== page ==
what finally became this book, nearly 1,000 letters that he had written to his parents and to his betrothed,
Elaine Marie Corbat. This first-hand account of the training soldiers received prior to leaving for overseas,
and then a hair-raising account of being In the front lines in Europe echoes the story of countless numbers
of others who served overseas in WWII. It is worth reading, as the jacket suggests, “lest we forget”. This is
also in biography, B Ir.!
MEMORIES OF A SAILOR, HIS ANGEL AND ME by Irja Wenstrom. This book was sent to us by
Paavo Ylitalo from Raahe, Finland, director of the girls’ choir we heard last summer. The “sailor” is John
Timmonen, a man from Raahe. The author is Timmonen’s daughter. John Timmonen and his friend Kalle
boarded a ship in Oulu to begin a life as sailors. After a few years they had a chance to stop in New York.
John fell in love with “his angel”, Anna, a girl from Finland who was working there as a maid for a
wealthy family. They were married after Anna persuaded John to forsake his life on the seas; they settled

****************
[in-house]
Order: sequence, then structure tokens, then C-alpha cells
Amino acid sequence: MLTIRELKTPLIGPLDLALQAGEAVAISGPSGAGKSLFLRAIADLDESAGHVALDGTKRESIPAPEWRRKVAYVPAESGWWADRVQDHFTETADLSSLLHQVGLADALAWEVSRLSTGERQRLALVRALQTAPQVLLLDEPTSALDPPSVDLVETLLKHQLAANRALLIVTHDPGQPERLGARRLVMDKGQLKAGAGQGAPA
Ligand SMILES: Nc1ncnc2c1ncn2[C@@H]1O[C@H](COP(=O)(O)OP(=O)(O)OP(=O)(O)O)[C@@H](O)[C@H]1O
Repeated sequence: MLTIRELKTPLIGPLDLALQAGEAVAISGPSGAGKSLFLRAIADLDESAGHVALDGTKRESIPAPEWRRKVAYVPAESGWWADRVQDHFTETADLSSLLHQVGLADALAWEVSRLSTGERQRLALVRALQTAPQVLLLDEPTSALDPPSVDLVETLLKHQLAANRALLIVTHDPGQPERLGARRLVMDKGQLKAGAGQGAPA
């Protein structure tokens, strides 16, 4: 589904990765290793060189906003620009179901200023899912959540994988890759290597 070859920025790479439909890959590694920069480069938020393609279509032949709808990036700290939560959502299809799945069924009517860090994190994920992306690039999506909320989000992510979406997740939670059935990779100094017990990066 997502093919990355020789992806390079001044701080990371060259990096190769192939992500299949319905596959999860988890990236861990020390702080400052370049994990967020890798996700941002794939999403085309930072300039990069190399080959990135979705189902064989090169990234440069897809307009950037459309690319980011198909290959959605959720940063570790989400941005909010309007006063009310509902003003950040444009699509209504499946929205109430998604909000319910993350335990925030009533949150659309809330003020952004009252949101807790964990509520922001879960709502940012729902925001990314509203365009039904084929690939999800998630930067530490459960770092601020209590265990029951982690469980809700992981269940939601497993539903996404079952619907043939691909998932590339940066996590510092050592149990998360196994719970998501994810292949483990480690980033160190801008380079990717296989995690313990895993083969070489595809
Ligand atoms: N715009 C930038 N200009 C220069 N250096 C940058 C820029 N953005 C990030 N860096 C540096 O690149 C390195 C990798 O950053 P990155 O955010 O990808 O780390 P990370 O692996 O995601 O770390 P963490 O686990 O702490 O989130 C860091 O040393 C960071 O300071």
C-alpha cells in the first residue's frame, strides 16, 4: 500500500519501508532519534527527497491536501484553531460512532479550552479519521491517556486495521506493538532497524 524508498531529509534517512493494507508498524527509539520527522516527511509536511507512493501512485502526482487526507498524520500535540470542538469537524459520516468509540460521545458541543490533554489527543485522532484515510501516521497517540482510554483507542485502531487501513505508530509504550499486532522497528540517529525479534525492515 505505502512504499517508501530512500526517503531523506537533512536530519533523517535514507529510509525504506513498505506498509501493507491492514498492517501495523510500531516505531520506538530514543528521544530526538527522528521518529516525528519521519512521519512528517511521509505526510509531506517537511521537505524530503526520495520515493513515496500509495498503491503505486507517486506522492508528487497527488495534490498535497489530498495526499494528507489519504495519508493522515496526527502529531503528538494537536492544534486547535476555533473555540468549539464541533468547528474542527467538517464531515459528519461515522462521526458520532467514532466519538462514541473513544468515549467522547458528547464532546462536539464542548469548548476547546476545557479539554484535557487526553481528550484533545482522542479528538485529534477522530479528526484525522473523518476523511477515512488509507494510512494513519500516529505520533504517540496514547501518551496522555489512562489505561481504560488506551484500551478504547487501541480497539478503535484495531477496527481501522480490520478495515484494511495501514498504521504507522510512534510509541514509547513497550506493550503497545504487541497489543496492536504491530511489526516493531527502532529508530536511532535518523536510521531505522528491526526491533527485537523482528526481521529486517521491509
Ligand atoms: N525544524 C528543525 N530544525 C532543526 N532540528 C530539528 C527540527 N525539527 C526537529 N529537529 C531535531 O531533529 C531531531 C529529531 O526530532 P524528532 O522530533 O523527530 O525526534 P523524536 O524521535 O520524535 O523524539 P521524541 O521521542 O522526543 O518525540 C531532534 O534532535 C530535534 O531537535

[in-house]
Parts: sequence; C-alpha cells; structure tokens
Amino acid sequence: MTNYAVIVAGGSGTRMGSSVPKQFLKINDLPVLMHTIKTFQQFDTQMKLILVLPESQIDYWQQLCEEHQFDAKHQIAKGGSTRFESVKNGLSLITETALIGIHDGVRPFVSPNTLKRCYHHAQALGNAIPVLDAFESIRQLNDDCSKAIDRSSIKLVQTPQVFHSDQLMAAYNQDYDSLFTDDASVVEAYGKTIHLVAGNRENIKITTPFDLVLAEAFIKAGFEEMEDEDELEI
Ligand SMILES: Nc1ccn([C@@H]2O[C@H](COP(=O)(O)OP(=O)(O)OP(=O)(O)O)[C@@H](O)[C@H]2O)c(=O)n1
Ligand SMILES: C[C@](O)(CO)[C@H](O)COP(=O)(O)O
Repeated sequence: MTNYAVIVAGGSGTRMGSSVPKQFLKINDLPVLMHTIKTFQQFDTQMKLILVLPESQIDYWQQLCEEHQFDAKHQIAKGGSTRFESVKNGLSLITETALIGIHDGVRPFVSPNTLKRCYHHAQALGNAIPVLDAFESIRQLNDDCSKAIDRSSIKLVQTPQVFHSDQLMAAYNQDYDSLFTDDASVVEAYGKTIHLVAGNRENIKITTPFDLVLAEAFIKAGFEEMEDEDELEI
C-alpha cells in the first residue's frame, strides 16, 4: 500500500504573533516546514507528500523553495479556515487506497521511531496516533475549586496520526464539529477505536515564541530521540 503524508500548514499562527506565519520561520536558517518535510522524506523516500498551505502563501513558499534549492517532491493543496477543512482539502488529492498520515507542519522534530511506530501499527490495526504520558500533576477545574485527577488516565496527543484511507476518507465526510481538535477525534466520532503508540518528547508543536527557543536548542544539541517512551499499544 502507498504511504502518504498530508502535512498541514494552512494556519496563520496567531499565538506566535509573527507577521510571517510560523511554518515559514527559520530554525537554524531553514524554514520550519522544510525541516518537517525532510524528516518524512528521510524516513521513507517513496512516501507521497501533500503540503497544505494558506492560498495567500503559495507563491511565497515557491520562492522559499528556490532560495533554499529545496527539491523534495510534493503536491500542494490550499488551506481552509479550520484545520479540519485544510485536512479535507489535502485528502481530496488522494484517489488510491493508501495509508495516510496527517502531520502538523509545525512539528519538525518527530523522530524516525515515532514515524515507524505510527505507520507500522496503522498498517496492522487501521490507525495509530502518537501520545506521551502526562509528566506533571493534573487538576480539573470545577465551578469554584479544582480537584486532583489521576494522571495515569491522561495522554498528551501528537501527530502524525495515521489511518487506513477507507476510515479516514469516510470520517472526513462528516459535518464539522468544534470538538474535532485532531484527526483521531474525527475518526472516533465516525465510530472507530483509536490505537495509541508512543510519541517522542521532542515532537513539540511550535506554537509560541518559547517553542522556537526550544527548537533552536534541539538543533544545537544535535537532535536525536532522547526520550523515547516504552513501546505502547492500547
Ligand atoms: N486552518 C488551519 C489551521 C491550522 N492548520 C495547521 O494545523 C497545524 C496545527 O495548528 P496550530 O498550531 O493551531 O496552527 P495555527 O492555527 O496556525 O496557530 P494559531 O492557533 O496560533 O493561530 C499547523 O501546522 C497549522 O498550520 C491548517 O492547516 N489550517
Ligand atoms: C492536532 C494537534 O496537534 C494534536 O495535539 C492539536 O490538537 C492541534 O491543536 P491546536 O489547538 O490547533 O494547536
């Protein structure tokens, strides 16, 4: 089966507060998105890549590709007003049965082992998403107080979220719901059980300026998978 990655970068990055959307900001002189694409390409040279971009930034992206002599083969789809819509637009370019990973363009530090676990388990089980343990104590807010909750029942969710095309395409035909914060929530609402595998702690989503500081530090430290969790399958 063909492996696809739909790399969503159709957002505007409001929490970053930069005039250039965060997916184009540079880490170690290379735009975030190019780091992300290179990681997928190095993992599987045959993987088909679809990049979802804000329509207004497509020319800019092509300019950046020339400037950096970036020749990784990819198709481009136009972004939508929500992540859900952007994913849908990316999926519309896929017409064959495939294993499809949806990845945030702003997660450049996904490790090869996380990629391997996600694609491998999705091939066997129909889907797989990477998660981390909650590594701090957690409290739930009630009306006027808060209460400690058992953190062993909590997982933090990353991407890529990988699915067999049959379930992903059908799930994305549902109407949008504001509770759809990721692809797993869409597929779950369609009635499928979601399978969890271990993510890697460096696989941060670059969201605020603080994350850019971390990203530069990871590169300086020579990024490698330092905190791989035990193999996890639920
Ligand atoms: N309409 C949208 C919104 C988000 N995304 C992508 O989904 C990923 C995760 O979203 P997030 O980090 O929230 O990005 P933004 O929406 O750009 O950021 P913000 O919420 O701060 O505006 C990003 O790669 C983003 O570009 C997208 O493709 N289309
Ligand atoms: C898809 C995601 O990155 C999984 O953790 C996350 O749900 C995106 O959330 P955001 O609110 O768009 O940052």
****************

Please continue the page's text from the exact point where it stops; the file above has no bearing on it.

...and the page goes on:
in New York. This story provides an interesting look at the life of Finnish immigrants in New York, which
differed considerably from that of immigrants in the Midwest. You’ll find the book in 920 We.!
FINLAND FOOD AND COOKING by Anja Hill. Besides over 60 recipes, this book has an introduction
(continued on page 11)
F C A NE W S
M A R CHPAGE
LIFE IN ROVANIEMI IN THE 1950s
by Olli Lamminen
In the eyes of an 8-year old boy growing up in post-war Rovaniemi, Lapland, life up north was the best
thing in the world. Rovaniemi had been totally burned down by the retreating German troops in the Lappish War that lasted from October 1944 to April 1945. In the early ‘50s we were growing up in this fast
paced reconstruction and rebuilding period that allowed very little time to monitor children. We were mostly left alone and allowed to grow up all by ourselves.
There were no TVs, only few families had telephones and life was rather simple. Life was also safe; Lapland had no murders and the crime rate was very low. Finland is one of the most homogenous countries in
the world and Rovaniemi was rather extreme in that sense even in Finland. We had no Swedish-speaking
minority; we were as pure Finns as they come.